April 19, 2017: Cognitive Neuroscience
Olga Kepinska, Niels O Schiller
In response to Voelker et al. (this issue), we argue for a wide array of neural oscillatory mechanisms underlying learning and practice. While the authors propose frontal theta power as the basis for learning-induced neuroplasticity, we believe that the temporal dynamics of other frequency bands, together with their synchronization properties can offer a fuller account of the neurophysiological changes occurring in the brain during cognitive tasks.
April 2017: Cognitive Neuroscience
Constantinos I Siettos, Nikolaos Smyrnis
Many studies focus on anatomical brain connectivity in an effort to explain the effect of practice on reaction time (RT) that is observed in many cognitive tasks. In this commentary, we suggest that RT reflects a stochastic process that varies in each single repetition of any cognitive task and cannot be attributed only to anatomical properties of the underlying neuronal circuit. Based on recent evidence from Magnetoencephalographic, Electroencephalographic, and fMRI studies, we further propose that the functional properties of key brain areas and their self-organization into functional connectivity networks contribute to the RT and could also explain the effects of training on the distribution of the RT...
April 2017: Cognitive Neuroscience
Chiara Della Libera, Riccardo Calletti, Jana Eštočinová, Leonardo Chelazzi, Elisa Santandrea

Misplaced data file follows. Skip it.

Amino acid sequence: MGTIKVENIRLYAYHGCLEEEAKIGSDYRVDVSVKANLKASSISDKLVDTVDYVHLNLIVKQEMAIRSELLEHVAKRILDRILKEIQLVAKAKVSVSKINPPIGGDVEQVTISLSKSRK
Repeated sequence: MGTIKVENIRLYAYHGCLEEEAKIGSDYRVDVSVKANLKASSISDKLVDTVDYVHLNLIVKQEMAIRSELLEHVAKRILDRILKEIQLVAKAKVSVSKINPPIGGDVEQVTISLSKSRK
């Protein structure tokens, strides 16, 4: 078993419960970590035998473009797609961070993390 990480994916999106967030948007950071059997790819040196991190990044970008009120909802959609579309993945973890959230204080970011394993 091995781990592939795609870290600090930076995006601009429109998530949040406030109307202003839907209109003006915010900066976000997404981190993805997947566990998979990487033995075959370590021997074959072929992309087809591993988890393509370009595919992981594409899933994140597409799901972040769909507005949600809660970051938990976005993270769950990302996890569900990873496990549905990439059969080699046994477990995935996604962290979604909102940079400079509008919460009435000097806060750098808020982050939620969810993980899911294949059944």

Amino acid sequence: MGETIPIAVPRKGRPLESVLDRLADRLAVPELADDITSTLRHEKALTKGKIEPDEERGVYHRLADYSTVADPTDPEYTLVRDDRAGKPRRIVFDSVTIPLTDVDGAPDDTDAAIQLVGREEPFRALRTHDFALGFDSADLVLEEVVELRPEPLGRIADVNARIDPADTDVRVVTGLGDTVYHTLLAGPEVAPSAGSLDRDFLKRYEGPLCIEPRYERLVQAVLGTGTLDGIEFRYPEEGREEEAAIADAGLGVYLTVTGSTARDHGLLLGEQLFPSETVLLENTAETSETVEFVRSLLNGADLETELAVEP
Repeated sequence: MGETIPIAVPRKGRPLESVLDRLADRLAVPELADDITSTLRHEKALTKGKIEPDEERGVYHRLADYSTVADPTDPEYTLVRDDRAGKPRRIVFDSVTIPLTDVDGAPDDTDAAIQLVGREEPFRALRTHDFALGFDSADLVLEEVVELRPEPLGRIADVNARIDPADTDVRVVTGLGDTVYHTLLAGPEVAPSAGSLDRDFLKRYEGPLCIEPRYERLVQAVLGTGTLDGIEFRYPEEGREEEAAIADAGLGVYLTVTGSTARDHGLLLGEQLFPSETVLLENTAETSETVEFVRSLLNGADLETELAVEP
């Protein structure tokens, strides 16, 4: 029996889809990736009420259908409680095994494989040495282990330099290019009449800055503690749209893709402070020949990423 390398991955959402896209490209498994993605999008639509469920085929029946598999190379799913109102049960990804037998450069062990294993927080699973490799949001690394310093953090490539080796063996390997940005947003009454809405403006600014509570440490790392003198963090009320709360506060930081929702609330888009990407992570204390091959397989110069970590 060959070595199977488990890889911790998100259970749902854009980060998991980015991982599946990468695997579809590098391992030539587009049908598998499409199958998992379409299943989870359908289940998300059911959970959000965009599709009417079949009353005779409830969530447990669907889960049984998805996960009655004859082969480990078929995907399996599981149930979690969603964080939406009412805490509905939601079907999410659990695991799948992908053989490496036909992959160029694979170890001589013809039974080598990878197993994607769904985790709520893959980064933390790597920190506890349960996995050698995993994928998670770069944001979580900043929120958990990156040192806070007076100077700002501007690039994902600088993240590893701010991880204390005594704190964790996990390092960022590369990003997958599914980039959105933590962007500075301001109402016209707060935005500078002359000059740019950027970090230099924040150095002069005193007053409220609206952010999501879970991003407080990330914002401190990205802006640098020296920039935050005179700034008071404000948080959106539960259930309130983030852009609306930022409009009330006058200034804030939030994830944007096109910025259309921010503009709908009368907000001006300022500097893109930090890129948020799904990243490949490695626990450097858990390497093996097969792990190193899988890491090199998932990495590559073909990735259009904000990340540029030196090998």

Recent evidence indicates that the attentional priority of objects and locations is altered by the controlled delivery of reward, reflecting reward-based attentional learning. Here, we take an approach hinging on intersubject variability to probe the neurobiological bases of the reward-driven plasticity of spatial priority maps. Specifically, we ask whether an individual's susceptibility to the reward-based treatment can be accounted for by specific predictors, notably personality traits that are linked to reward processing (along with more general personality traits), but also gender...
April 2017: Cognitive Neuroscience
William A Cunningham, Timothy R Koscik
We seek to balance the need to minimize false positives with the need to maximize power. We propose a compartmentalized series of analyses that a priori selects regions of voxels that have different degrees of predicted involvement. Alpha thresholds are allocated based on the strength of expected theoretical relationships. For example, confirmatory studies might allocate most of the error to the regions predicted from the literature and thus use a relatively more liberal threshold on these voxels. Simulations reveal that this technique increases power for hypothesized regions, while maintaining a constant false-positive rate and allowing exploratory analysis...